Aleksandr Solzhenitsyn is considered by many to be the greatest Russian author of the twentieth century. His writing has attracted worldwide attention, and he has been the recipient of numerous awards and honors, including the Nobel Prize in Literature in 1970.
Solzhenitsyn’s own experience as a prisoner in a Siberian labor camp is the basis for One Day in the Life of Ivan Denisovich. Solzhenitsyn was born in 1918, received a degree in mathematics and physics in 1941, and began teaching high school. He served with distinction as an artillery officer in World War II but was arrested in 1945 for allegedly making a derogatory remark about Stalin in a letter to a friend. Sentenced to eight years’ imprisonment, he was incarcerated in a camp similar to the one described in the novel. He survived and was released in 1953, but he was exiled to Central Asia until Stalin was denounced by the new Soviet premier, Nikita Khrushchev, in 1956, and restrictions upon those who had suffered during Stalin’s political purges were eased.
Solzhenitsyn moved to a small Russian town near Moscow and began to teach mathematics and to render some of his experiences in fictional form. It was the anti-Stalinist mood of the day that enabled him to get his first novel published. One Day in the Life of Ivan Denisovich appeared in the November 20, 1962, issue of Novy Mir (new world), the official literary journal of the Communist Party. It was published largely because the editors of the journal thought it represented a specifically anti-Stalinist piece of literature. The work’s success was immediate. The entire November run of Novy Mir sold out in a day, and Solzhenitsyn was catapulted to international fame.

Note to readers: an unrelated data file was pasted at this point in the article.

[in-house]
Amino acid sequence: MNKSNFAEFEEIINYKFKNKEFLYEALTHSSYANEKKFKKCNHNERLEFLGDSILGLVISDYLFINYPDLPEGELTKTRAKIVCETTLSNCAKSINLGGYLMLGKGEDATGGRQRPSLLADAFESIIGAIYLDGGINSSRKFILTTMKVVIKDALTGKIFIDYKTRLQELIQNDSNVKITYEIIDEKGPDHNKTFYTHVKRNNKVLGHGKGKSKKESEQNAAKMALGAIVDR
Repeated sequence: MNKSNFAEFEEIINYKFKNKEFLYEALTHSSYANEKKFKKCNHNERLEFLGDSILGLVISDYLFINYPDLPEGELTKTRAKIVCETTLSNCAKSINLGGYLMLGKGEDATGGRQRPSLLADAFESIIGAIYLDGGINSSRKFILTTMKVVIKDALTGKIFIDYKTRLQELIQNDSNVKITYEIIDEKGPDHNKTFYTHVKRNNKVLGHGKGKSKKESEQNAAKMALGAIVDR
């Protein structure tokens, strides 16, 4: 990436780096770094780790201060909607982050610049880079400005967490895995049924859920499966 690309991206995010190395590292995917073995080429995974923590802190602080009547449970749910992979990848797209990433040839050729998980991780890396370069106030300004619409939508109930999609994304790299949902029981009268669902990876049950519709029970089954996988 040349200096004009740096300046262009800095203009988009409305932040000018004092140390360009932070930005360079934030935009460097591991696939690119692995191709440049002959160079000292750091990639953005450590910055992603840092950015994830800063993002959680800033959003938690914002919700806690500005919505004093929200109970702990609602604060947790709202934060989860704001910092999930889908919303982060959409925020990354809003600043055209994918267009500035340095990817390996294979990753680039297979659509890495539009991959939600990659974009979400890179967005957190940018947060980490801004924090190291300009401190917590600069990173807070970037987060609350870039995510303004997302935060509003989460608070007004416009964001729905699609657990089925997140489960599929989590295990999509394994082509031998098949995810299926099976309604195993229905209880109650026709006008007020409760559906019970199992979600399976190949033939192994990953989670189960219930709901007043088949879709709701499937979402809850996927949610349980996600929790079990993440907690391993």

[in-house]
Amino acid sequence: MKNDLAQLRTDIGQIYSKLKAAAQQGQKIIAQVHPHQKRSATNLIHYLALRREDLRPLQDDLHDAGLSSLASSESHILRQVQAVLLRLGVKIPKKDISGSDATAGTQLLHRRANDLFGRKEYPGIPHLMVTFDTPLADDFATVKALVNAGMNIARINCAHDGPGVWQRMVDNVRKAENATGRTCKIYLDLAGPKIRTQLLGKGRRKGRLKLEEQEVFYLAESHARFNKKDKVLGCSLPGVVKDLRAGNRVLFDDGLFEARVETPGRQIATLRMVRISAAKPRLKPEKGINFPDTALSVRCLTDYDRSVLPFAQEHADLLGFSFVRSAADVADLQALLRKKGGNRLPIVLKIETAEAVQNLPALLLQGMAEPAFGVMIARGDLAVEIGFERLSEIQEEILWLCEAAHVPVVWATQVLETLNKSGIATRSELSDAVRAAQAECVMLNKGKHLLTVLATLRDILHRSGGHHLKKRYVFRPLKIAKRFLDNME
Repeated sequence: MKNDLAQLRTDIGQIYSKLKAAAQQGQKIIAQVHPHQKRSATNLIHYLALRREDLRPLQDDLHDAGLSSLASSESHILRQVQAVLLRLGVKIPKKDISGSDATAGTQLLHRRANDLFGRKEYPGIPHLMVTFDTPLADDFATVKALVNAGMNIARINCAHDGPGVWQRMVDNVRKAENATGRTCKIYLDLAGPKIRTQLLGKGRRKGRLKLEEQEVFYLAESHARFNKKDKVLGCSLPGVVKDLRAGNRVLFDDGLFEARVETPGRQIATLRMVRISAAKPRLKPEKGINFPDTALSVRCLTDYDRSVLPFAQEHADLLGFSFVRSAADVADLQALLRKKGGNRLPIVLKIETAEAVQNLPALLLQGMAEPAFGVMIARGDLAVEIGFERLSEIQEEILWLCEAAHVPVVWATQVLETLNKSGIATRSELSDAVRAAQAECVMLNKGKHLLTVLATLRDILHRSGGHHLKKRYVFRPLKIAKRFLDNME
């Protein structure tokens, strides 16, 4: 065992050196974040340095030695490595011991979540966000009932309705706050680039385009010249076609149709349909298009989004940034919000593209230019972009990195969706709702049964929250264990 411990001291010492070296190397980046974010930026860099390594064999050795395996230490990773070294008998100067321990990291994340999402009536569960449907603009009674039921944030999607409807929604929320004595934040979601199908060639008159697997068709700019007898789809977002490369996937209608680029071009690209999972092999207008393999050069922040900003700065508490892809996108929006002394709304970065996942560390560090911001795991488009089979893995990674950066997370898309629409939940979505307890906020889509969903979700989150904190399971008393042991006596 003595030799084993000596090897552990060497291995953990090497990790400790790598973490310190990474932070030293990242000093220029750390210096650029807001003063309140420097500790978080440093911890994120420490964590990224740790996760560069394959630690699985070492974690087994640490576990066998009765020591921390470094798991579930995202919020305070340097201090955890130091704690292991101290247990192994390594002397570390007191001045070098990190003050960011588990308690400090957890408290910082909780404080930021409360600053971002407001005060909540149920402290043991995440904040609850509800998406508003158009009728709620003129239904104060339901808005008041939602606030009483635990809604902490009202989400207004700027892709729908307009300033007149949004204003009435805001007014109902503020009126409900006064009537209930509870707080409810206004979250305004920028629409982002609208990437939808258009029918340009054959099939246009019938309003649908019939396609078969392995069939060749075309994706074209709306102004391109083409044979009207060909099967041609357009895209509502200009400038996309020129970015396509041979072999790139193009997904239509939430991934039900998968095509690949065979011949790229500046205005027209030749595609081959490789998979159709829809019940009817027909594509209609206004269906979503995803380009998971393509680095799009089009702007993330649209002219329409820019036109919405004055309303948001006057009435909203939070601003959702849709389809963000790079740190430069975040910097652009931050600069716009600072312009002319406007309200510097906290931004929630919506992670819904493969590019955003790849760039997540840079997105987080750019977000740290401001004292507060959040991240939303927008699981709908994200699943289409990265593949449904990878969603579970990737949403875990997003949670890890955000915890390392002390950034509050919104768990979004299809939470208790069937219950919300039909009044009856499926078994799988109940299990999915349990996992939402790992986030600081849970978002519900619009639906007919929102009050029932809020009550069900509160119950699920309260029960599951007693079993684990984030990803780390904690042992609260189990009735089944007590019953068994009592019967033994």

The officials of the Soviet Communist Party soon realized they had made a mistake. One Day in the Life of Ivan Denisovich was not, as they had assumed, a piece of literature denouncing Stalin, but an indictment of the Soviet system as a whole, a denunciation of the repression and totalitarianism of Communist Russia. Solzhenitsyn became a symbol of freedom for the persecuted Soviet artistic community and of courage and individualism to all who read him around the world. The government soon moved against him. He was denounced, dismissed from his teaching position, and exiled from Moscow. In 1974, he was arrested, charged with treason, and imprisoned; he was exiled from the Soviet Union that same year. Solzhenitsyn resided in the United States until returning to Russia in 1993, after the collapse of communism.
Solzhenitsyn’s output as a writer is tremendous. Some of his more important works of fiction include Rakovy korpus (1968; Cancer Ward, 1968), V kruge pervom (1968; The First Circle, 1968), and Avgust chetyrnadtsatogo (1971, expanded version 1983; August 1914, 1972, expanded version 1989 as The Red Wheel). He is also well known for his massive nonfictional chronicle of the repressive activities of the Stalin era, Arkhipelag GULag, 1918-1956: Opyt khudozhestvennogo issledovaniya (1973-1975; The Gulag Archipelago, 1918-1956: An Experiment in Literary Investigation, 1974-1978). Like One Day in the Life of Ivan Denisovich, these works championed human rights and denounced the totalitarian nature of the Soviet regime. After the Soviet Union’s fall, Solzhenitsyn attempted to set Russian literature back on course, seeing Socialist Realism as a hiatus that stultified Russian arts and letters during the years of Communist domination. His historical novels recall the rich Russian literary heritage of the nineteenth century, an influence that almost disappeared during the years of Soviet realism.
One Day in the Life of Ivan Denisovich is a prime example of...